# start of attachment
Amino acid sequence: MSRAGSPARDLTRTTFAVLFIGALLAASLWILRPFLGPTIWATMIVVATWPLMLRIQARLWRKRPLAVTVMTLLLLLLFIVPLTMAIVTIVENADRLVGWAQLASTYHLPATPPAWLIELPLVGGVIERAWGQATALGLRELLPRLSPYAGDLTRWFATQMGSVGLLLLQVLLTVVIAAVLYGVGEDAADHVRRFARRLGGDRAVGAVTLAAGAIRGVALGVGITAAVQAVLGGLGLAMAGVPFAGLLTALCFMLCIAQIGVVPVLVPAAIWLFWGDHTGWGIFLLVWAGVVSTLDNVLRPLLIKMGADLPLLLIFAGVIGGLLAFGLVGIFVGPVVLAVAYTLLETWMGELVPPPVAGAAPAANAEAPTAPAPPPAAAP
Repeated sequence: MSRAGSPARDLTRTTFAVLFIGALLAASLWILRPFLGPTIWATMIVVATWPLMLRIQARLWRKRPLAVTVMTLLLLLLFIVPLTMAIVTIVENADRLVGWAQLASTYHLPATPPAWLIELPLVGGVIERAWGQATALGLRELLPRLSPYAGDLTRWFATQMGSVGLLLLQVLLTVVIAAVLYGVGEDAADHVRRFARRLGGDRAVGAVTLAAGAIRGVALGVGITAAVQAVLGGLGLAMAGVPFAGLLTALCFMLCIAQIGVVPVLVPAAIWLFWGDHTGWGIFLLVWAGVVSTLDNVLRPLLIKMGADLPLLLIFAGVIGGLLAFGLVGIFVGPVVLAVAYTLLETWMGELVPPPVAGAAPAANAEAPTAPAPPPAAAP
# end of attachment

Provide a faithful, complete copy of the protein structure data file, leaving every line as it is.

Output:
Amino acid sequence: MSRAGSPARDLTRTTFAVLFIGALLAASLWILRPFLGPTIWATMIVVATWPLMLRIQARLWRKRPLAVTVMTLLLLLLFIVPLTMAIVTIVENADRLVGWAQLASTYHLPATPPAWLIELPLVGGVIERAWGQATALGLRELLPRLSPYAGDLTRWFATQMGSVGLLLLQVLLTVVIAAVLYGVGEDAADHVRRFARRLGGDRAVGAVTLAAGAIRGVALGVGITAAVQAVLGGLGLAMAGVPFAGLLTALCFMLCIAQIGVVPVLVPAAIWLFWGDHTGWGIFLLVWAGVVSTLDNVLRPLLIKMGADLPLLLIFAGVIGGLLAFGLVGIFVGPVVLAVAYTLLETWMGELVPPPVAGAAPAANAEAPTAPAPPPAAAP
Repeated sequence: MSRAGSPARDLTRTTFAVLFIGALLAASLWILRPFLGPTIWATMIVVATWPLMLRIQARLWRKRPLAVTVMTLLLLLLFIVPLTMAIVTIVENADRLVGWAQLASTYHLPATPPAWLIELPLVGGVIERAWGQATALGLRELLPRLSPYAGDLTRWFATQMGSVGLLLLQVLLTVVIAAVLYGVGEDAADHVRRFARRLGGDRAVGAVTLAAGAIRGVALGVGITAAVQAVLGGLGLAMAGVPFAGLLTALCFMLCIAQIGVVPVLVPAAIWLFWGDHTGWGIFLLVWAGVVSTLDNVLRPLLIKMGADLPLLLIFAGVIGGLLAFGLVGIFVGPVVLAVAYTLLETWMGELVPPPVAGAAPAANAEAPTAPAPPPAAAP